Northern Flicker | A Second Look

Late in the day the Yellow-Shafted Northern Flicker returned to examine the hole in the trunk it looked at the day before. We’re hopeful it will choose the hole as a nesting site. Our view would be good. For a few minutes the Flicker was inside the hole. I went for the camera. When I returned the Flicker was sitting quietly on a branch about 4 ft from the hole as if waiting for something.

A squirrel had climbed the trunk and scared it. The squirrel sat on a branch preening and in no hurry to move on. This stand-off lasted for 10-15 minutes. Neither one budged.

The Flicker turned revealing more markings and color. Note the yellow shaft on the tail feather. It is rare for them to sit still.

It looked back over its shoulder at times to see if the squirrel was still there. I kept shooting.

The squirrel got tired of waiting and moved on to another tree. The Flicker perched on the entrance to the hole and looked around inside for several more minutes before it also left. We hope it returns.


11 thoughts on “Northern Flicker | A Second Look

  1. melissabluefineart

    You got some wonderful photos of this beautiful bird. I seldom get such a good look at flickers but they are a favorite of mine. I’m coming to hate squirrels for their bully tactics toward the world at large. Also they are eating the flower buds off all my trees. My young dog and I sit at the window, frothing in impotent rage. Soon the neighbors may well see both of us at the base of a tree, barking!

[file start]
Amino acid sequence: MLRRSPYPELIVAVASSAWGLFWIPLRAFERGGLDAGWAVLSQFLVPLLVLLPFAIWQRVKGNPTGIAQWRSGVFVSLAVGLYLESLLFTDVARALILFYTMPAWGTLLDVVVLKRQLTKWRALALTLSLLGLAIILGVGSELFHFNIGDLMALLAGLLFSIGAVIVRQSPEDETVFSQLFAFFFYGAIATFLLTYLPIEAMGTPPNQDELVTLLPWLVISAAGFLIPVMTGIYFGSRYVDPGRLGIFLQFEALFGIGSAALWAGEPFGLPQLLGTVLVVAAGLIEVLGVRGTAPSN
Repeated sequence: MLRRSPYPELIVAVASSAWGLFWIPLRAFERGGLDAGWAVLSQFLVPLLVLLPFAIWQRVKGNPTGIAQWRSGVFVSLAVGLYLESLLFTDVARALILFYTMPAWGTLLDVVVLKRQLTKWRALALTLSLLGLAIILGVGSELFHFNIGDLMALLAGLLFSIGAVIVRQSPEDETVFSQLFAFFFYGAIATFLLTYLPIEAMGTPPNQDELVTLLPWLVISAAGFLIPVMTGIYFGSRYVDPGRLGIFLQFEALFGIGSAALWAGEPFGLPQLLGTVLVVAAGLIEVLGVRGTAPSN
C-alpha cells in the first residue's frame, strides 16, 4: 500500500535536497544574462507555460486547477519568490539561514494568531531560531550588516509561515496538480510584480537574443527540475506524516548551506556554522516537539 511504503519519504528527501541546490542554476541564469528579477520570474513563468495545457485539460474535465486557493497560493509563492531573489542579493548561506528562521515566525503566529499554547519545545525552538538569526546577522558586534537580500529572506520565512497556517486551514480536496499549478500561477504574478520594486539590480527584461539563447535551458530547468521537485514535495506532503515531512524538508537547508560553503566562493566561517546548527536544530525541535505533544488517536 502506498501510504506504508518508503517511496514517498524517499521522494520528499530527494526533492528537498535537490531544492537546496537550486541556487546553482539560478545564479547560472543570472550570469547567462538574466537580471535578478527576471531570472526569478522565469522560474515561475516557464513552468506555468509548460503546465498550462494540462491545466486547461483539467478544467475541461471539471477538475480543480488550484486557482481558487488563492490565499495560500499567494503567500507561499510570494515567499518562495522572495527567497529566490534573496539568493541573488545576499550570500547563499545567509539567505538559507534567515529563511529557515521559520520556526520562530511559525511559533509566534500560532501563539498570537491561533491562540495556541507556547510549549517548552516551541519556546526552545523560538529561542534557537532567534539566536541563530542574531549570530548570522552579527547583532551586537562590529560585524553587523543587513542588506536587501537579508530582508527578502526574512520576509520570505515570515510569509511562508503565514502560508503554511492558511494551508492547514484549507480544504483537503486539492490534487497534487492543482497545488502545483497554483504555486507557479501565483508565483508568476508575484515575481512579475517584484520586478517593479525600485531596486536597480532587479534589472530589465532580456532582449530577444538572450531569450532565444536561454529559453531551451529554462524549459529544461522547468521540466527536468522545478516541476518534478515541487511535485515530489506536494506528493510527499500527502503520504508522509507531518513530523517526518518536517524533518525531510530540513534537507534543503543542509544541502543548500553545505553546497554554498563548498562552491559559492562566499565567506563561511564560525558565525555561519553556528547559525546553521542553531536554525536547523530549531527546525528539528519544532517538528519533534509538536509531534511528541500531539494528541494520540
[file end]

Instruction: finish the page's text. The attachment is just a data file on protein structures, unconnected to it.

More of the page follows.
1. Jim R Post author

      They have been high in the trees here nibbling away at buds. Between nibbles they chase each other hoping for some quick sex. So far I have not seen any falls. Still hoping. 🙂

      If you do resort to barking up the trees, please get some video.

      1. Joan Frohne

        I had not had a chance to see one up close for more than a second. They are really very pretty with many unique markings and several colors.

  2. tierneycreates

    Gasp! What a spectacular bird! We love bird watching and have a pair of binoculars and a Central Oregon guide to birds card in our front window area. Squirrel-bird standoff – ha!


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